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ThreadPool.GetMaxThreads Method

Retrieves the number of requests to the thread pool that can be active concurrently. All requests above that number remain queued until thread pool threads become available.

Namespace:  System.Threading
Assembly:  mscorlib (in mscorlib.dll)

public static void GetMaxThreads(
	out int workerThreads,
	out int completionPortThreads
)

Parameters

workerThreads
Type: System.Int32%

The maximum number of worker threads in the thread pool.

completionPortThreads
Type: System.Int32%

The maximum number of asynchronous I/O threads in the thread pool.

When GetMaxThreads returns, the variable specified by workerThreads contains the maximum number of worker threads allowed in the thread pool, and the variable specified by completionPortThreads contains the maximum number of asynchronous I/O threads allowed in the thread pool.

You can use the GetAvailableThreads method to determine the actual number of threads in the thread pool at any given time.

You can use the SetMaxThreads to set the maximum number of worker threads and asynchronous I/O threads in the thread pool.

You can queue as many thread pool requests as system memory allows. If there are more requests than thread pool threads, the additional requests remain queued until thread pool threads become available.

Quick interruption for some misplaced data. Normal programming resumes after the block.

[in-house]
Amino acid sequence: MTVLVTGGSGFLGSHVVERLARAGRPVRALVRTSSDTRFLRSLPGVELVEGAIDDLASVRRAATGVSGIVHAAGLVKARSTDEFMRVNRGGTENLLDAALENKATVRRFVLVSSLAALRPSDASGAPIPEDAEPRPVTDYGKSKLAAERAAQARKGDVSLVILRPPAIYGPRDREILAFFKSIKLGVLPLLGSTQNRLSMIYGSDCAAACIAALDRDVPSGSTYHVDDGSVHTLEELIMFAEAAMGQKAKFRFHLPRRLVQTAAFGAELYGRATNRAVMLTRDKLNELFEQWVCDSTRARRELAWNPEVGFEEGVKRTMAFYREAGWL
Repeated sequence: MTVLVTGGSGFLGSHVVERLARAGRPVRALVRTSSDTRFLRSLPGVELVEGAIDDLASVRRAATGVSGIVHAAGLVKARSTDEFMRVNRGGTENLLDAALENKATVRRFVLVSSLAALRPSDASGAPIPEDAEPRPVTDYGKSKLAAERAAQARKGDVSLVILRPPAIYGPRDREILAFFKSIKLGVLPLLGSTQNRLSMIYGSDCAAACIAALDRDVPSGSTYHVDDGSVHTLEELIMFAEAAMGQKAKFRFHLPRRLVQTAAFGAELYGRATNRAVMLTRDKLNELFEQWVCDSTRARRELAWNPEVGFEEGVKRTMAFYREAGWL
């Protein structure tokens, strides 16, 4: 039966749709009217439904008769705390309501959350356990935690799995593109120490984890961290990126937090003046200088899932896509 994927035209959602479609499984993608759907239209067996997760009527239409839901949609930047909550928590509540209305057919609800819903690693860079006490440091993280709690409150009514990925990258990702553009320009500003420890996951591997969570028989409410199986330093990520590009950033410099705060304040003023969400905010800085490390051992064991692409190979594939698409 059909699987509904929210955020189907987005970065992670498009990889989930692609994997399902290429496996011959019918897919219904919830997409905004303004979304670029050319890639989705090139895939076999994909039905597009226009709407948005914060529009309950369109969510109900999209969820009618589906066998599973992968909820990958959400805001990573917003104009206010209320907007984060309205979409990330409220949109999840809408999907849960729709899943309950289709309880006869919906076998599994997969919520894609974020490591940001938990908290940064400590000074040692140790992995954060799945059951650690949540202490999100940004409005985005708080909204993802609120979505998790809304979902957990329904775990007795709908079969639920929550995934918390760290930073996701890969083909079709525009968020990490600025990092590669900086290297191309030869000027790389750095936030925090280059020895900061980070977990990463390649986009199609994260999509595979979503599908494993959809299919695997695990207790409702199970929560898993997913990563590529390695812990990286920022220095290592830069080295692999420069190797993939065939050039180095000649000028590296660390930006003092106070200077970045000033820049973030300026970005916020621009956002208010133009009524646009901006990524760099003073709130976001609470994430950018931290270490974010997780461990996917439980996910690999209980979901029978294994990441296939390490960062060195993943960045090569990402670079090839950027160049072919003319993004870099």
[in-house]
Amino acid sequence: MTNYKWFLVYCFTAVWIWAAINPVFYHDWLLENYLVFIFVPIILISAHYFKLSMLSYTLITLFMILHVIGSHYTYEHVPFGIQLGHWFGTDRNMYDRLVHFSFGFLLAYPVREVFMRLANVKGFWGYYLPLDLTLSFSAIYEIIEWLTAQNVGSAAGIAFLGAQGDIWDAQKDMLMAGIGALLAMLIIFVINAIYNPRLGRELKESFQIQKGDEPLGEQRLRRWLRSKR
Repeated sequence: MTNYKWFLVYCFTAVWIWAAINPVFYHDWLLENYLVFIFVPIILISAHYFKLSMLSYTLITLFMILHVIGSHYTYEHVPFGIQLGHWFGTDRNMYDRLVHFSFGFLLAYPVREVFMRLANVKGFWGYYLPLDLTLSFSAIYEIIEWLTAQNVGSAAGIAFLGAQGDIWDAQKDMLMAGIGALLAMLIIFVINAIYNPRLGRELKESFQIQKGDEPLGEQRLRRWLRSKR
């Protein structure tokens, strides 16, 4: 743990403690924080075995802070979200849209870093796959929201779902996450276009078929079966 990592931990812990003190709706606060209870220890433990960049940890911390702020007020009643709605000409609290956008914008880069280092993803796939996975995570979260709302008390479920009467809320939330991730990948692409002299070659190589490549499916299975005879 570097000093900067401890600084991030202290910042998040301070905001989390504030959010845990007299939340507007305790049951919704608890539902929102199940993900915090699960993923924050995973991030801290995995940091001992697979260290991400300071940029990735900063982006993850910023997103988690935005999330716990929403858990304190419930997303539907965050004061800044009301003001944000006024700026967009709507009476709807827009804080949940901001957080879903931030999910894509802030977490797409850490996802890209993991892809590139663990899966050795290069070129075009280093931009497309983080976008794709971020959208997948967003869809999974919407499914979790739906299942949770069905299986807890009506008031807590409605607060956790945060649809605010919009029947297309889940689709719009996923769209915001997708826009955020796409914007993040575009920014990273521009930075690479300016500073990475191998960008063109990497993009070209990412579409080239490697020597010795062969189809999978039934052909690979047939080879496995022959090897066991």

The following code example shows how to retrieve a count of the maximum and available number of threads in the thread pool. A work item is queued that uses FileStream to asynchronously write to two files. The callback methods are timed to overlap. A worker thread handles the work item and, depending on the speed and number of processors on the computer, one or two completion port threads handle the write operations.

using System;
using System.IO;
using System.Security.Permissions;
using System.Threading;

// Request permission to create two data files.
[assembly: FileIOPermissionAttribute(SecurityAction.RequestMinimum, 
    All = @"C:\Test1@##.dat")]
[assembly: FileIOPermissionAttribute(SecurityAction.RequestMinimum, 
    All = @"C:\Test2@##.dat")]

class Test
{
    static void Main()
    {
        AutoResetEvent mainEvent = new AutoResetEvent(false);
        int workerThreads;